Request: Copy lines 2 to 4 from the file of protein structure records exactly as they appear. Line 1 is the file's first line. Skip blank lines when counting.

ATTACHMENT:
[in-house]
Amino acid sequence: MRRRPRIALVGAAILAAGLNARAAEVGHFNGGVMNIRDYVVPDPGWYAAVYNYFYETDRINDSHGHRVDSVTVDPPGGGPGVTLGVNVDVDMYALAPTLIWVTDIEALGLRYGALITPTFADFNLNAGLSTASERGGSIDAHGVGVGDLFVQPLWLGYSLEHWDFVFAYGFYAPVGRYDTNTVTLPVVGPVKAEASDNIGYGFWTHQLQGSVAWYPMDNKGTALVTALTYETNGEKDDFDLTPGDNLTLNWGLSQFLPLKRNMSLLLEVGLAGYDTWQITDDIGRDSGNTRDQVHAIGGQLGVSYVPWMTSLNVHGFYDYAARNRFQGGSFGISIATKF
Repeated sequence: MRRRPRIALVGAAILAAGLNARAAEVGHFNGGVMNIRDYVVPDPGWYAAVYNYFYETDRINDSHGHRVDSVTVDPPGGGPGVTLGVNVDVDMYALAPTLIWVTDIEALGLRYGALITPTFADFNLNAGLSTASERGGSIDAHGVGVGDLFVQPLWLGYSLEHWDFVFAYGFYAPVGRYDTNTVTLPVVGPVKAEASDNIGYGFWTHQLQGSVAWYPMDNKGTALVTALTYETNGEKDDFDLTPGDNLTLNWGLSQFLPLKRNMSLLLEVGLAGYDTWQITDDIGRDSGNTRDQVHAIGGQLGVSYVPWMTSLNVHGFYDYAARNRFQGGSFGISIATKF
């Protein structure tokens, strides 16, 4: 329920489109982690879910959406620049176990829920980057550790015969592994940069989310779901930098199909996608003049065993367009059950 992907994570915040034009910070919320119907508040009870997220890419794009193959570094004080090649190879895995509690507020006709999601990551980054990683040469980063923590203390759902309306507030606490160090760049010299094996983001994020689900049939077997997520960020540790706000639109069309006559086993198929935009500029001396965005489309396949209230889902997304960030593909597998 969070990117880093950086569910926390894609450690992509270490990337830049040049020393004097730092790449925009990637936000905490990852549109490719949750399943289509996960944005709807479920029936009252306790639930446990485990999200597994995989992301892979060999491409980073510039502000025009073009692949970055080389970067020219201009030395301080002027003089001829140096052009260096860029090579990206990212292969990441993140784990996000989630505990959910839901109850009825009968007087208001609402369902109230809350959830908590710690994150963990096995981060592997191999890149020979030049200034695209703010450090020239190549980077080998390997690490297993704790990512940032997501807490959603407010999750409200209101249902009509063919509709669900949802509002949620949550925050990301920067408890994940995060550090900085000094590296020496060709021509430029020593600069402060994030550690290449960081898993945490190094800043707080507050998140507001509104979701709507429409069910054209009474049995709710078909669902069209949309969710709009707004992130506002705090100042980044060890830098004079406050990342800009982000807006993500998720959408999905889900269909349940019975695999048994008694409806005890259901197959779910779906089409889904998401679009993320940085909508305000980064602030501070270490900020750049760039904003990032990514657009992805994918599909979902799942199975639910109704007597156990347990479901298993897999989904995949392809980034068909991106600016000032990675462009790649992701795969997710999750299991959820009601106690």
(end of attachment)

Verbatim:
Amino acid sequence: MRRRPRIALVGAAILAAGLNARAAEVGHFNGGVMNIRDYVVPDPGWYAAVYNYFYETDRINDSHGHRVDSVTVDPPGGGPGVTLGVNVDVDMYALAPTLIWVTDIEALGLRYGALITPTFADFNLNAGLSTASERGGSIDAHGVGVGDLFVQPLWLGYSLEHWDFVFAYGFYAPVGRYDTNTVTLPVVGPVKAEASDNIGYGFWTHQLQGSVAWYPMDNKGTALVTALTYETNGEKDDFDLTPGDNLTLNWGLSQFLPLKRNMSLLLEVGLAGYDTWQITDDIGRDSGNTRDQVHAIGGQLGVSYVPWMTSLNVHGFYDYAARNRFQGGSFGISIATKF
Repeated sequence: MRRRPRIALVGAAILAAGLNARAAEVGHFNGGVMNIRDYVVPDPGWYAAVYNYFYETDRINDSHGHRVDSVTVDPPGGGPGVTLGVNVDVDMYALAPTLIWVTDIEALGLRYGALITPTFADFNLNAGLSTASERGGSIDAHGVGVGDLFVQPLWLGYSLEHWDFVFAYGFYAPVGRYDTNTVTLPVVGPVKAEASDNIGYGFWTHQLQGSVAWYPMDNKGTALVTALTYETNGEKDDFDLTPGDNLTLNWGLSQFLPLKRNMSLLLEVGLAGYDTWQITDDIGRDSGNTRDQVHAIGGQLGVSYVPWMTSLNVHGFYDYAARNRFQGGSFGISIATKF
């Protein structure tokens, strides 16, 4: 329920489109982690879910959406620049176990829920980057550790015969592994940069989310779901930098199909996608003049065993367009059950 992907994570915040034009910070919320119907508040009870997220890419794009193959570094004080090649190879895995509690507020006709999601990551980054990683040469980063923590203390759902309306507030606490160090760049010299094996983001994020689900049939077997997520960020540790706000639109069309006559086993198929935009500029001396965005489309396949209230889902997304960030593909597998 969070990117880093950086569910926390894609450690992509270490990337830049040049020393004097730092790449925009990637936000905490990852549109490719949750399943289509996960944005709807479920029936009252306790639930446990485990999200597994995989992301892979060999491409980073510039502000025009073009692949970055080389970067020219201009030395301080002027003089001829140096052009260096860029090579990206990212292969990441993140784990996000989630505990959910839901109850009825009968007087208001609402369902109230809350959830908590710690994150963990096995981060592997191999890149020979030049200034695209703010450090020239190549980077080998390997690490297993704790990512940032997501807490959603407010999750409200209101249902009509063919509709669900949802509002949620949550925050990301920067408890994940995060550090900085000094590296020496060709021509430029020593600069402060994030550690290449960081898993945490190094800043707080507050998140507001509104979701709507429409069910054209009474049995709710078909669902069209949309969710709009707004992130506002705090100042980044060890830098004079406050990342800009982000807006993500998720959408999905889900269909349940019975695999048994008694409806005890259901197959779910779906089409889904998401679009993320940085909508305000980064602030501070270490900020750049760039904003990032990514657009992805994918599909979902799942199975639910109704007597156990347990479901298993897999989904995949392809980034068909991106600016000032990675462009790649992701795969997710999750299991959820009601106690």